Suffused in sunlight yet layered with disquietude, this lingering mood piece is a high-watermark for the potential of arthouse movies to be both allegorical and frank.
Stranger by the Lake
Never leaving the rural French lakeside setting on which it opens, Alain Guiraudie’s new film Stranger by the Lake (L’inconnu du lac) establishes an economy from its opening frame. In spite of the abundant sunlight and wide, cinematographic expanses (exceptionally lensed by Claire Mathon), there is an uneasy feeling of closure and confinement to the scene, achieved through an impeccable sense of composition, editorial timing, and with particular mention to the film’s densely layered, natural soundscape. Within moments Guiraudie has established the milieu: a secluded gay cruising spot; and the players, principally Franck (Pierre Delandonchamps), an unfazed and fit twenty-something who considers himself an infrequent visitor these parts of the lake, and Henri (Patrick d’Assumçao), a heavy divorcee content with staying clothed and dry, and not speaking unless spoken to. What is less clear—and let to unfold across the artfully modulated, ensuing hour-and-a-half—are Guiraudie’s stakes.
To establish these, Guiraudie purposefully employs a cinematic language that keeps its distance but nonetheless invites interpretation. Franck engages an intellectual and platonic friendship with Henri, whose return sentiments are stunted by his introverted nature, and then a physical relationship with Michel (Christophe Paou), whose forwardness and unpredictability suggest a direct link between sexual desire and the inexplicable. The filmmaking repeatedly engages these opposites—most prominently through these main characters—diving right in to ideas that should repel or negate each other, and dwelling within the pathological anxiety that naturally surfaces when these come together. I’ve already mentioned the seclusion and exposure of the setting, but Guaraudie’s chronicling of the frankly explicit sexual encounters of his players, over the course of a few weeks in summer, occupy the troubling space between love and a danger that’s both physical and emotional.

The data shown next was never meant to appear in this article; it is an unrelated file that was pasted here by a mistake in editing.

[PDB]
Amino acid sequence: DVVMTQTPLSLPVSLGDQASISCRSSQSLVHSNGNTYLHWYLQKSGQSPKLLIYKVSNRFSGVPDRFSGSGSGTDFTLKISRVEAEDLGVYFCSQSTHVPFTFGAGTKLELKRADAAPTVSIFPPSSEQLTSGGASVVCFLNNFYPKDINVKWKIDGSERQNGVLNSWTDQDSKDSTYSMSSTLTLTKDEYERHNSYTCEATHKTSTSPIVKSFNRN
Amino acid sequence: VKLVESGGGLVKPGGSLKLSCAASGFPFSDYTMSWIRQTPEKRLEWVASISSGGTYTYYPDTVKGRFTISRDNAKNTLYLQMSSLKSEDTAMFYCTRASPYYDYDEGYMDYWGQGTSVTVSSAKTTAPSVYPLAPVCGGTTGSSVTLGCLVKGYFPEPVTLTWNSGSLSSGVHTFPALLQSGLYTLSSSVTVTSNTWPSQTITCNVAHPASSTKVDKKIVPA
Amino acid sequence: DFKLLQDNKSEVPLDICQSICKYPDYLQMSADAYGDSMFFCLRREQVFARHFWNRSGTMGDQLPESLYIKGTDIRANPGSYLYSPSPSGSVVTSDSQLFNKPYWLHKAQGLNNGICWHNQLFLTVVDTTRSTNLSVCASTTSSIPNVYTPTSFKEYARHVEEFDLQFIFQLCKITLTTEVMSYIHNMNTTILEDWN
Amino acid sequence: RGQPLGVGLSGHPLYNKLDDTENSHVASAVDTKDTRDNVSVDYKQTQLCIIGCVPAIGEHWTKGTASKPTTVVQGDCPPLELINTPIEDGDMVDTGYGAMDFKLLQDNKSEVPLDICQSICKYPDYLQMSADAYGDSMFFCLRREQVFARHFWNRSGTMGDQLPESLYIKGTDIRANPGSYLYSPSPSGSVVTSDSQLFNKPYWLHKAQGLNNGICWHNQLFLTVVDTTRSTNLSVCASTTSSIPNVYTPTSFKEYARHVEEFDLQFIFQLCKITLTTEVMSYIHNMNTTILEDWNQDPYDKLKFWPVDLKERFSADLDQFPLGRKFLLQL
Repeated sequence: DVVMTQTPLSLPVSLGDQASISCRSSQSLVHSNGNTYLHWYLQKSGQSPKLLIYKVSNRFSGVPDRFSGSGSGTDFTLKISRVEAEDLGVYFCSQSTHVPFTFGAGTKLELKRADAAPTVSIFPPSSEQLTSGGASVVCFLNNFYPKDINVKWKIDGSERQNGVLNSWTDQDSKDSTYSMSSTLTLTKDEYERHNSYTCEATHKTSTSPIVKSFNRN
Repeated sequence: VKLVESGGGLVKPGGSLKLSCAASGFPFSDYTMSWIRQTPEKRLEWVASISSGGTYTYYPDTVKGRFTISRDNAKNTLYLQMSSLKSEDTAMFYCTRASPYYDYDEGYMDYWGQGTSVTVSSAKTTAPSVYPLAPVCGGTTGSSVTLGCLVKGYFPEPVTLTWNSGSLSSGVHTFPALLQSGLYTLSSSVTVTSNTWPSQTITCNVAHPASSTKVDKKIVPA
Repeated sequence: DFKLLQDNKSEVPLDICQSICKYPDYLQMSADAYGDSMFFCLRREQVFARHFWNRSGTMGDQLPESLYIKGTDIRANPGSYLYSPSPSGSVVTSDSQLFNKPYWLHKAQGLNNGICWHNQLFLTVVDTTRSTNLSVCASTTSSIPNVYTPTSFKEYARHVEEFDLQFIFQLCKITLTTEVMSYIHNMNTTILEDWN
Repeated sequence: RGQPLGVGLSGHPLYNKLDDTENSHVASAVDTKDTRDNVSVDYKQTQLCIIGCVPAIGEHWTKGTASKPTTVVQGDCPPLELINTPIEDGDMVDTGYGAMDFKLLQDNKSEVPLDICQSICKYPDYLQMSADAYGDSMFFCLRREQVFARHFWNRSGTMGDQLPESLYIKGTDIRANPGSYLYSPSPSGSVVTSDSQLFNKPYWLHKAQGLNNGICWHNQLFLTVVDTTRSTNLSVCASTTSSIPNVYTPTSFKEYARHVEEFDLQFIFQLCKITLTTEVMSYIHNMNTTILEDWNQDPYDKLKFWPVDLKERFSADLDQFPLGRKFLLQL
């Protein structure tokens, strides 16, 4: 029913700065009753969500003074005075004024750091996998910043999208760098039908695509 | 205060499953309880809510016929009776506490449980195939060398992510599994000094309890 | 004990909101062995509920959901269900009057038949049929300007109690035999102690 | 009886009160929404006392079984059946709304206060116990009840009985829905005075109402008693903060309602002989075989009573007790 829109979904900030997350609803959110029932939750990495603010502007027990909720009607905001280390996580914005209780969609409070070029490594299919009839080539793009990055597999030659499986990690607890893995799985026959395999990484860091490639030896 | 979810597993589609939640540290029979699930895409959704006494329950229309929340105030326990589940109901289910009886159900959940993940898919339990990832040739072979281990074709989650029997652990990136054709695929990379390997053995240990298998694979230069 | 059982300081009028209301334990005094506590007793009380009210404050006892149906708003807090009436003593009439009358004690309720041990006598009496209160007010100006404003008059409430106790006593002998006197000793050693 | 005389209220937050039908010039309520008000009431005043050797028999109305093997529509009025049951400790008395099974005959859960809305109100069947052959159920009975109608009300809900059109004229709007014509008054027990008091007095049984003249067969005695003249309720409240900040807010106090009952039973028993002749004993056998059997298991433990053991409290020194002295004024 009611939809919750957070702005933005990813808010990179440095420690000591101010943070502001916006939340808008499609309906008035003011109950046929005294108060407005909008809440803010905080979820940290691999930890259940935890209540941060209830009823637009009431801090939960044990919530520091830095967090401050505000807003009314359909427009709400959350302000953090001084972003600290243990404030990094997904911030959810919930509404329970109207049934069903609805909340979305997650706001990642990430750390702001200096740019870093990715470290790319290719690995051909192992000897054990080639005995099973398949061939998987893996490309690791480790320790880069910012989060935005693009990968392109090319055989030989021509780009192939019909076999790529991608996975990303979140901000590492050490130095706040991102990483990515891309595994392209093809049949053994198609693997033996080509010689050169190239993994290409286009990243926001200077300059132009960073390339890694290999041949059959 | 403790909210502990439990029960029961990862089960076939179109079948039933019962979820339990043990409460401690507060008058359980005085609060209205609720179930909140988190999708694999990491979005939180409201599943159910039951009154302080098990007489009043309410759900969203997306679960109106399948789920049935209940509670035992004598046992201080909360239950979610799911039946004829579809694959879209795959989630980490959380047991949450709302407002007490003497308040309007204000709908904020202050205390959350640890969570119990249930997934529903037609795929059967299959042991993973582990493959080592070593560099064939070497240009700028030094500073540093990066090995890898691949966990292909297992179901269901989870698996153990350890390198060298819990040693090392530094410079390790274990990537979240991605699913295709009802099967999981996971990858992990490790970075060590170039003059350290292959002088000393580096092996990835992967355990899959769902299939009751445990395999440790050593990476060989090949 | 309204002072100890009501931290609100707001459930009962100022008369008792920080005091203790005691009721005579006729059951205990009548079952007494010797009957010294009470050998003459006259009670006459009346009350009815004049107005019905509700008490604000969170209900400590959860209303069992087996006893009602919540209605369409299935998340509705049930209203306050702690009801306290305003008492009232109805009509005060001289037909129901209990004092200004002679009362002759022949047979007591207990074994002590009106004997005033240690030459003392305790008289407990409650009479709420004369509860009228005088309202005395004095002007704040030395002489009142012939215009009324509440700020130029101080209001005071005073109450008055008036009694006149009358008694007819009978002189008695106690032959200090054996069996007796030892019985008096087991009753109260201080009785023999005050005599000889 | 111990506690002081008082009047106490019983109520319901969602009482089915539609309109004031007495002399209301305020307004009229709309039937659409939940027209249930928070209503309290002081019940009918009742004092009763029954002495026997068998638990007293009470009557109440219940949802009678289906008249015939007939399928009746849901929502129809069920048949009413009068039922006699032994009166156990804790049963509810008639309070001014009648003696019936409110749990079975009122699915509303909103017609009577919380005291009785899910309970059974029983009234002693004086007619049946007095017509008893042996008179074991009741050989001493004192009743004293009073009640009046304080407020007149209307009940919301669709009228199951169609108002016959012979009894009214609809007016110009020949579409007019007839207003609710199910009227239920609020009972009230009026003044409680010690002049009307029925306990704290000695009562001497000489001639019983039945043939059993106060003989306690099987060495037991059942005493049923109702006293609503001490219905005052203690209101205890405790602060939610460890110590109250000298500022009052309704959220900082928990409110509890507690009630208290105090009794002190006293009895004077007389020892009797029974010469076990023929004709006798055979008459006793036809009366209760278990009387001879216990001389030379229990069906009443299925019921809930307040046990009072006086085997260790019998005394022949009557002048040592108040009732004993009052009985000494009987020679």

Guiraudie is first and foremost an imagist, and with Stranger By The Lake excels at storytelling without spoon feeding. His script is minimally composed with regard to dialogue; Guiraudie would prefer to hold a frame and pose an idea with a minute action than an overabundance of words. In this respect the film as a whole is offered a sense of uncluttered and immediate potency while scarcely feeling as if it’s trying—not a simple accomplishment. Its refined and pared-down parts make for a lingering and thoroughly engaging, shrewdly thrilling whole. Guiraudie’s closing shot is one that will long haunt anyone who sees it, where the literal and figurative darkness envelops our subjects, but in such a way that vision (or the knowing that is associated with light) is not discounted. It’s the clarity Maton finds in this barely moonlit scene, in that rare instance where digital camerawork offers an aesthetic advantage over film, that affords the finale its atmospheric power.
I think the bravura of Stranger By The Lake is finally in this defiantly committed embrace of metaphor, in a independent filmmaking typology that often shies away from direct allegory in a yearning for ‘arty’ credentials. Murder features in the film not merely as a narrative propeller, but a proxy for actual death and the complex perils of this subset of the homosexual lifestyle. Guiraudie has spoken of his characters as being splintered personas of the same man. It’s a provocative and beautiful way to assess Stranger By The Lake in hindsight, an occasion where the artist, precisely like his movie, says so much while saying so little.